Yes! Followed by a high five.
That was University of Central Florida Physics Professor Joshua Colwell’s reaction as he watched the successful launch into suborbital space of his experiment aboard Blue Origin’s (https://www.blueorigin.com/) New Shepard space vehicle.
“We have been waiting for this day for a long time,” Colwell said. “A lot of talented students have helped make this happen. I’m just thrilled that we’re going to get data back immediately after flight and get a look at the strange behavior of dust in a microgravity space environment.”
After six years of planning, building and fine-tuning, Colwell celebrated with fellow scientists at Blue Origin’s West Texas Launch Site after they watched the launch and return of the spacecraft eleven minutes later.
“Our first step toward millions of people living and working in space was launching and landing New Shepard,” said Rob Meyerson, Blue Origin president. “Now, our payload pathfinder customers are helping us take the next step by putting this reusable spacecraft to use in the name of science.”
Colwell was competitively selected in 2009 to be among the first researchers worldwide to build experiments for flight aboard the commercial space company’s new spacecraft.
Since then, Colwell and a team of undergraduate students have been working on the Microgravity Experiment on Dust Environments in Astrophysics, or MEDEA, project. Colwell was joined at the launch by Assistant Professor Addie Dove and Post Doctoral Associate Julie Brisset from UCF, who helped bring the project to completion.
MEDEA is aimed at shedding light on the process by which space dust builds up to form planets, or the rings around those planets. Results from the experiment will also help scientists understand the behavior of dust on the surfaces of small asteroids planned for visits by upcoming NASA robotic missions and eventual visits by asteroids.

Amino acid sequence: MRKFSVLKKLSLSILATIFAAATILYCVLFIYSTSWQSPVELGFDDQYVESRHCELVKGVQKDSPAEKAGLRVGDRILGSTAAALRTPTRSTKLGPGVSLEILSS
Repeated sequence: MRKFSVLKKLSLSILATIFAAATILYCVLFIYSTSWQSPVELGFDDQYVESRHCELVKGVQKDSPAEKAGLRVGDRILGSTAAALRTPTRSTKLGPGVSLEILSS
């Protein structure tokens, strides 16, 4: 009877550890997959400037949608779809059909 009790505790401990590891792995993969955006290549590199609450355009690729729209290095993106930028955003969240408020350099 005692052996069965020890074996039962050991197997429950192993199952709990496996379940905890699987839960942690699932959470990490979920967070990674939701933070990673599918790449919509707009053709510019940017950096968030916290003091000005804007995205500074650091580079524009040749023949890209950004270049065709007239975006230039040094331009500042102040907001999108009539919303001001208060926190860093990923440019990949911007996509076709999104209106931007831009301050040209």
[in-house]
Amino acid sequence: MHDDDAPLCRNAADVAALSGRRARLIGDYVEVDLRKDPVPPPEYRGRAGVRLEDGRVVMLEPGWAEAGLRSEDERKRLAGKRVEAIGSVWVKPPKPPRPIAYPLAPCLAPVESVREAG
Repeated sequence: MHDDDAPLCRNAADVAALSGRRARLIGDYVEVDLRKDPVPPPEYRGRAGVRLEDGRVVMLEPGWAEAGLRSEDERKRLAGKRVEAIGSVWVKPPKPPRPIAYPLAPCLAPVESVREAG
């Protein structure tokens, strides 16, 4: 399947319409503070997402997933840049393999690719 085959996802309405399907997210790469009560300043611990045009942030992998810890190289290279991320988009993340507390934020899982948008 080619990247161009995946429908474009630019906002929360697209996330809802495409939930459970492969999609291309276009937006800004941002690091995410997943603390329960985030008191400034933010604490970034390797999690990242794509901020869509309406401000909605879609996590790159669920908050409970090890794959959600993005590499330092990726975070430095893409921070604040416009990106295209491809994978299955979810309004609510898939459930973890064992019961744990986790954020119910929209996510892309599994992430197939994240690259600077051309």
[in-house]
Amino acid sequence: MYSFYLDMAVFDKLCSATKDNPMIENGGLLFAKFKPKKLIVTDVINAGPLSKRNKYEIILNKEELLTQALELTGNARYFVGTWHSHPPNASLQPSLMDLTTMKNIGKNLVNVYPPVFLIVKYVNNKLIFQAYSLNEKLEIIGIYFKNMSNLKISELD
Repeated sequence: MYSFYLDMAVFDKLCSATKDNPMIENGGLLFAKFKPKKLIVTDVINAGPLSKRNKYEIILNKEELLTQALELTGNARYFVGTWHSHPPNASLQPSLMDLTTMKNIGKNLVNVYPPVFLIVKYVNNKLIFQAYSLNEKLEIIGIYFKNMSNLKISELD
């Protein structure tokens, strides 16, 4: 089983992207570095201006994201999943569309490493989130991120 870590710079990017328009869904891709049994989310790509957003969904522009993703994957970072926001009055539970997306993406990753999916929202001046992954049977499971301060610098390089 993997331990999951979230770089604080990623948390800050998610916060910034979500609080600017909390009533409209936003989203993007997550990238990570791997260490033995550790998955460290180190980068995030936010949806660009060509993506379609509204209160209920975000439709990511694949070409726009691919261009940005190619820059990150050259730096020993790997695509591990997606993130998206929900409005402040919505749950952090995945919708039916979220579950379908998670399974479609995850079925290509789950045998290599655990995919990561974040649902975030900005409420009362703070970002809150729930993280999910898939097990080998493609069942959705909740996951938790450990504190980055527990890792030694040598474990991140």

The experiment also gave students hands-on experience that was priceless, Colwell said. Several of them have graduated and gone onto work in the commercial space industry. While the students worked with Colwell to get the experiment ready for launch, Blue Origin spent several years building, testing and proving that their new spacecraft could safely take payloads to space, return to earth and be reused. A second successful launch and return in January 2016 cleared the way for March’s launch.
“Suborbital spaceflight opens the door for an incredible range of scientific research and technology development, from biotech and materials science to fluid physics and engineering,” said Dr. Erika Wagner, Blue Origin head of payload programs. “The UCF team is tackling deep questions about the early solar system and asteroids, questions that simply can’t be answered back on Earth.”
The New Shepard vertical takeoff and vertical landing vehicle is capable of carrying hundreds of pounds of payloads per flight and will ultimately carry six astronauts to altitudes beyond 100 kilometers, the internationally-recognized boundary of space.
Blue Origin was established by Amazon CEO and founder Jeff Bezos with a bold vision to seed an enduring human presence in space. In November 2015, Blue Origin’s New Shepard rocket became the first to fly to space and return to Earth via vertical landing. Less than two months later, the very same rocket launched and landed again, demonstrating reuse – a key enabler to a future in which millions of people are living and working in space.
This payload was part of Blue Origin’s Pathfinder Payloads program, demonstrating the integration and operation of scientific experiments during untended test flights of the New Shepard system to high altitudes.
Colwell is no stranger to space missions. He is a co-investigator on the Ultraviolet Imaging Spectrograph of the Cassini mission to Saturn and principal investigator of the Collisions Into Dust Experiment (COLLIDE) that flew on the space shuttle in 1998 and 2001. That’s in addition to flying payloads on multiple parabolic airplane flights. He has authored or co-authored more than 80 technical papers, given numerous public talks and lectures, and won three NASA Group Achievement Awards and a UCF Research Incentive Award. That’s all in addition to his teaching duties as well as serving as interim chair of the UCF department of physics and assistant director of the Florida Space Institute. He’s also been a scientific advisor for a few Hollywood space themed movies.
“What can I say,” Colwell said. “I love what I do.”